Facebooktwittergoogle_plusredditpinterestlinkedinmail

Most companies sell a variety of products and services. The danger in being a “mini-conglomerate” is that you can very easily lose track of the exact costs of producing a product or service and selling it in a competitive market. It may happen that many of the products or services that you are selling today are not really yielding you the kind of profit you think they are. In fact, you could be losing money on your best-selling items and not even know it. Many companies think they know which product is their best seller and consequently which product they should concentrate the bulk of their resources behind. Before you make any assumptions, however, you need to make sure you are making a profit on that product and that you are using your resources effectively.
One of the most important decisions you can make is to isolate each product or service you sell and then accurately determine all the costs involved in the production and sale of that product. Allocate a portion of the rent, the staff and administrative costs, the utilities and telephone bills, the advertising and promotion, and a part of every variable cost that you can identify.

Determine exactly how many hours of executive time it takes to sell and deliver this product. How many returns do you receive? What is your average gross and net profit per sale? When you itemize every single cost attached to a product or service, you will often find out that some of your best-selling products or services are not yielding you very much profit at all. In fact, many companies find out that they are selling a product or service at a loss and at high volume.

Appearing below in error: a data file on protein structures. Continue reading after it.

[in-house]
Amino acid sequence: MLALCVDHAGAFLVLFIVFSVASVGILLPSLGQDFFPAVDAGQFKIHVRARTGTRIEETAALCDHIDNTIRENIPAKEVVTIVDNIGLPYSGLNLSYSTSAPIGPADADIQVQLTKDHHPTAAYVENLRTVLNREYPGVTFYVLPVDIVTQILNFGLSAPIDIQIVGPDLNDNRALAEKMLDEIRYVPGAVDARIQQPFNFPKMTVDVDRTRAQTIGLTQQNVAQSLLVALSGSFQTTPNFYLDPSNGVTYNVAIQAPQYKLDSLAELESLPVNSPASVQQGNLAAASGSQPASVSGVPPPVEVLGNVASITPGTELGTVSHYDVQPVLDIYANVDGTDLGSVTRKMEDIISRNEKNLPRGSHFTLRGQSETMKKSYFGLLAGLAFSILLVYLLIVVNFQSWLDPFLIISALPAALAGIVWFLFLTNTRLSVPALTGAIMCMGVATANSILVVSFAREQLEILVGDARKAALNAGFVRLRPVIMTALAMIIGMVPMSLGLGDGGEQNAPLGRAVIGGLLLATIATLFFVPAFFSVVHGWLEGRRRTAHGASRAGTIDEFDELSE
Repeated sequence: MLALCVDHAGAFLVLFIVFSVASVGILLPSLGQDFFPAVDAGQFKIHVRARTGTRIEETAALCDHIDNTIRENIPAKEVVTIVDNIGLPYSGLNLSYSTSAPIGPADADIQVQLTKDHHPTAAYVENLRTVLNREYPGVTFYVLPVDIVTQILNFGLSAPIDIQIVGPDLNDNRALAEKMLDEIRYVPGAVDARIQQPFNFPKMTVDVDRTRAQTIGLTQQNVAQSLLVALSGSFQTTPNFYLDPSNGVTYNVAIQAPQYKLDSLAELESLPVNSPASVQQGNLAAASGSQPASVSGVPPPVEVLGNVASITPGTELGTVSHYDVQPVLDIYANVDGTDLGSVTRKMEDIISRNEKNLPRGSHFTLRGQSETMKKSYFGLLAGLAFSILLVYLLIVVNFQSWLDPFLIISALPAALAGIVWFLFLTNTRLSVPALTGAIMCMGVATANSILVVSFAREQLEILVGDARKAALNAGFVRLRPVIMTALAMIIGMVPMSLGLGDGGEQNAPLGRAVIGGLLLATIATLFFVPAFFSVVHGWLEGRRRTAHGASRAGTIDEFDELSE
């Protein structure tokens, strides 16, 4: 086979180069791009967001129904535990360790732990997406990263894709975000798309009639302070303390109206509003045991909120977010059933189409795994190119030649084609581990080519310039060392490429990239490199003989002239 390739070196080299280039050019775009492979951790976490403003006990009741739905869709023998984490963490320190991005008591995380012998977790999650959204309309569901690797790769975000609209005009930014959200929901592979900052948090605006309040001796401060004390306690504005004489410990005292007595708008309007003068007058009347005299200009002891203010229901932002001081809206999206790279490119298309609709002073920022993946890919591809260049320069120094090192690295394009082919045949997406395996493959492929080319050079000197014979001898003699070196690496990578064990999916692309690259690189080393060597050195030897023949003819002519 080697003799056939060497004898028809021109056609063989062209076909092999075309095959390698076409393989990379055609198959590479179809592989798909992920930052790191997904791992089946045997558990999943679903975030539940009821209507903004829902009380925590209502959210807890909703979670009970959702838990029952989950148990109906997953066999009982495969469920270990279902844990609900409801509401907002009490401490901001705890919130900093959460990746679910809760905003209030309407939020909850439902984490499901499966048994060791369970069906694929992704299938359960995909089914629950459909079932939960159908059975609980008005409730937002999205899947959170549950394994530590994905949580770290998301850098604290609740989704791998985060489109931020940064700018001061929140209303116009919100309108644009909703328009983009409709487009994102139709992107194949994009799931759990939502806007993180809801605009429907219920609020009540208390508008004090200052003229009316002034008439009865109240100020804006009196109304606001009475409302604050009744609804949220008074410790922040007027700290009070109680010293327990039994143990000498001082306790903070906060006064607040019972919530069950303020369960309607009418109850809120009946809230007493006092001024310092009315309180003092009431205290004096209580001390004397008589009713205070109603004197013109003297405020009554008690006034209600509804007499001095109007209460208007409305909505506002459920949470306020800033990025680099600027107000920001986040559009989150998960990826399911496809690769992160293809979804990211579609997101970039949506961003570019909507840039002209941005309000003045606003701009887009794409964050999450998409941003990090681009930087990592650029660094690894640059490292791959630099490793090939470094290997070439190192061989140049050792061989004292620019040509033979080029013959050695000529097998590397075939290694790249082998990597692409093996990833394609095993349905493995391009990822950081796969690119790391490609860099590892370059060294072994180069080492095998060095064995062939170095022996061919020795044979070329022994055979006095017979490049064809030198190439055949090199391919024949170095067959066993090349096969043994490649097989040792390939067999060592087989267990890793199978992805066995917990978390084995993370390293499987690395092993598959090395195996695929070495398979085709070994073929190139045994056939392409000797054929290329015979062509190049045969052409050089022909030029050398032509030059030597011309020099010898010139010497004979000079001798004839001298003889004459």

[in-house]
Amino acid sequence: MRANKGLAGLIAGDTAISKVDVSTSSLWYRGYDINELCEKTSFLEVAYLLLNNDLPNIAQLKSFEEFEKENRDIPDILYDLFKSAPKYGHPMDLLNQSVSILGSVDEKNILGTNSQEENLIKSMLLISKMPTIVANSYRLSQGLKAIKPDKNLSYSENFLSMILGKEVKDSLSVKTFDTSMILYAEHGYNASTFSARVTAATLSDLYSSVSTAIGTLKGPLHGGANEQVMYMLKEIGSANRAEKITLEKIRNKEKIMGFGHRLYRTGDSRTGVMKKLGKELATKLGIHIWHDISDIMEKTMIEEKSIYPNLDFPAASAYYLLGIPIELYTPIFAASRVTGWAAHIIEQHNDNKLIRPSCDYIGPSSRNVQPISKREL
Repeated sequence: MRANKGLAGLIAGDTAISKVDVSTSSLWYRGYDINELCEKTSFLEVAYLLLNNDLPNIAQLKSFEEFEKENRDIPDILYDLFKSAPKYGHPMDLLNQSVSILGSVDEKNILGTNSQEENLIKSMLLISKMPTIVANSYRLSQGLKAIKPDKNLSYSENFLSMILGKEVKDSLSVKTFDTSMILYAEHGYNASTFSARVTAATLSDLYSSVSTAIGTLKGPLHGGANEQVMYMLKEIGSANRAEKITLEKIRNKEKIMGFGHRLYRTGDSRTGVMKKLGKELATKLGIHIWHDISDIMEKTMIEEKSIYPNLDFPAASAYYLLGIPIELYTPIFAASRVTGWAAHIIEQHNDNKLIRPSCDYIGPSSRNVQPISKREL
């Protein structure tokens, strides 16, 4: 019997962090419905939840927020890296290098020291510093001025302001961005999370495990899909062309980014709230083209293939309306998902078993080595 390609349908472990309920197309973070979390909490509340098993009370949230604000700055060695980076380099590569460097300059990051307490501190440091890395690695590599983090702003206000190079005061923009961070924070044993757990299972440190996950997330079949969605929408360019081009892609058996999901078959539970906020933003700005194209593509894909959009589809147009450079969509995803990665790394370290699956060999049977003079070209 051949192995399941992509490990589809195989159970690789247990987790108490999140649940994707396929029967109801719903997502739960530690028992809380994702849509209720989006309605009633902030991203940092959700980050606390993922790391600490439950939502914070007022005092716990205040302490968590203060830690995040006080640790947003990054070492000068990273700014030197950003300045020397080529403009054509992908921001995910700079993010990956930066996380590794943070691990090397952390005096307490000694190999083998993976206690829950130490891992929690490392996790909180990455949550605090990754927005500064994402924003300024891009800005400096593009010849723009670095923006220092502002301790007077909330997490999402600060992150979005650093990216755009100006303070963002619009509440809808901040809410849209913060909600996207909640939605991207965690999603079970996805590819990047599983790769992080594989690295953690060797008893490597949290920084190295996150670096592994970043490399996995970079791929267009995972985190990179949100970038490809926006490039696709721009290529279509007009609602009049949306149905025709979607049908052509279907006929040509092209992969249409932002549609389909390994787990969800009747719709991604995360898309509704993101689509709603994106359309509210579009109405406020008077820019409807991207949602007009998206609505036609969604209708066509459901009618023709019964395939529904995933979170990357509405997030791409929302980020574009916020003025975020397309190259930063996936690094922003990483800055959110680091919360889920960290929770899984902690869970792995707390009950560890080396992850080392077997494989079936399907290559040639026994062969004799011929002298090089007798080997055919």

If you have an entrepreneurial mentality, you are probably not very interested in the accounting and bookkeeping functions necessary to determine the exact costs or expenses associated with a particular product or service. In that case, hire an accountant, give her the necessary instructions with regard to allocating direct costs, indirect costs, fixed costs, variable costs, and semi-variable costs to your top 20 percent of products or services. Have her break out the costs and revenues of each product down to the penny.

You may find that a product that you have been taking for granted is your biggest moneymaker. Meanwhile, a product that you have been selling in large quantities hardly makes you any profit at all. Whatever the case may be, it is important that you find out for yourself so that you can concentrate your energies and resources on selling more of the products and services that yield you the highest net profits from everything you do.

Facebooktwittergoogle_pluslinkedinrssyoutube